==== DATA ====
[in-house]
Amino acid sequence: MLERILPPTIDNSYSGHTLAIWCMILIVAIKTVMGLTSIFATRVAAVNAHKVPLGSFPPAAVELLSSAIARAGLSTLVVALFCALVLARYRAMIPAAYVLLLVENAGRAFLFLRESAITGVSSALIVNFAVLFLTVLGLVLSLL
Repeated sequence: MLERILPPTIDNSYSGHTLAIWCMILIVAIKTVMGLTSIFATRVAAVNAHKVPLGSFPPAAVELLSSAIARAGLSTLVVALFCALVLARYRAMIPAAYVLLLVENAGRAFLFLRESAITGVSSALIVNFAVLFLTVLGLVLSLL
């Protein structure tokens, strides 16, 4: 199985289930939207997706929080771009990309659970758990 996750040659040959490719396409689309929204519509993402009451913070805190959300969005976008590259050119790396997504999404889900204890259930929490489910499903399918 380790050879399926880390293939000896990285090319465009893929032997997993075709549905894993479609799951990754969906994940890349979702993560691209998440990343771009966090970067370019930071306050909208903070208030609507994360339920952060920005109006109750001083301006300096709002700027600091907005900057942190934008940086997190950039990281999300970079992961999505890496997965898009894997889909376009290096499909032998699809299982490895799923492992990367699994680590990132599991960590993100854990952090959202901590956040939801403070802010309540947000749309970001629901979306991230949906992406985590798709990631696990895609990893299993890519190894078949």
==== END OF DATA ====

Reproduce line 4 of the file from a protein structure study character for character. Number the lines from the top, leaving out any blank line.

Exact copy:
């Protein structure tokens, strides 16, 4: 199985289930939207997706929080771009990309659970758990 996750040659040959490719396409689309929204519509993402009451913070805190959300969005976008590259050119790396997504999404889900204890259930929490489910499903399918 380790050879399926880390293939000896990285090319465009893929032997997993075709549905894993479609799951990754969906994940890349979702993560691209998440990343771009966090970067370019930071306050909208903070208030609507994360339920952060920005109006109750001083301006300096709002700027600091907005900057942190934008940086997190950039990281999300970079992961999505890496997965898009894997889909376009290096499909032998699809299982490895799923492992990367699994680590990132599991960590993100854990952090959202901590956040939801403070802010309540947000749309970001629901979306991230949906992406985590798709990631696990895609990893299993890519190894078949």